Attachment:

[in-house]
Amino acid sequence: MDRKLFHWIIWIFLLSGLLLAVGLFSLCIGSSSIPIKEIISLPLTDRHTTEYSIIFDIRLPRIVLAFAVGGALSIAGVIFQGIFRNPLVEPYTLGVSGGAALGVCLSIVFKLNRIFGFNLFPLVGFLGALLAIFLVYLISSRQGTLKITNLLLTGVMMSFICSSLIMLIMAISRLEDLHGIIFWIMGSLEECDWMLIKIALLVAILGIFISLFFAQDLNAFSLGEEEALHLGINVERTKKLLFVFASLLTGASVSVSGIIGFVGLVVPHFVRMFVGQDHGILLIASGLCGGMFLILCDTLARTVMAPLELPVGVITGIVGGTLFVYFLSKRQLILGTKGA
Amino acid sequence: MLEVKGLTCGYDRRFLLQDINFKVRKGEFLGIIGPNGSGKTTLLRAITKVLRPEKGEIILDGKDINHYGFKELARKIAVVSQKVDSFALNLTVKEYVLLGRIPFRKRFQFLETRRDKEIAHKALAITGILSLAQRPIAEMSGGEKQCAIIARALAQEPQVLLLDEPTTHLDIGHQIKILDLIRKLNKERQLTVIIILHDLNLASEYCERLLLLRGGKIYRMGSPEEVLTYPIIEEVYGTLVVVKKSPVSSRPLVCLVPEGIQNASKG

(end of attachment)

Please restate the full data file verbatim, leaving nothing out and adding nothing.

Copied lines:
[in-house]
Amino acid sequence: MDRKLFHWIIWIFLLSGLLLAVGLFSLCIGSSSIPIKEIISLPLTDRHTTEYSIIFDIRLPRIVLAFAVGGALSIAGVIFQGIFRNPLVEPYTLGVSGGAALGVCLSIVFKLNRIFGFNLFPLVGFLGALLAIFLVYLISSRQGTLKITNLLLTGVMMSFICSSLIMLIMAISRLEDLHGIIFWIMGSLEECDWMLIKIALLVAILGIFISLFFAQDLNAFSLGEEEALHLGINVERTKKLLFVFASLLTGASVSVSGIIGFVGLVVPHFVRMFVGQDHGILLIASGLCGGMFLILCDTLARTVMAPLELPVGVITGIVGGTLFVYFLSKRQLILGTKGA
Amino acid sequence: MLEVKGLTCGYDRRFLLQDINFKVRKGEFLGIIGPNGSGKTTLLRAITKVLRPEKGEIILDGKDINHYGFKELARKIAVVSQKVDSFALNLTVKEYVLLGRIPFRKRFQFLETRRDKEIAHKALAITGILSLAQRPIAEMSGGEKQCAIIARALAQEPQVLLLDEPTTHLDIGHQIKILDLIRKLNKERQLTVIIILHDLNLASEYCERLLLLRGGKIYRMGSPEEVLTYPIIEEVYGTLVVVKKSPVSSRPLVCLVPEGIQNASKG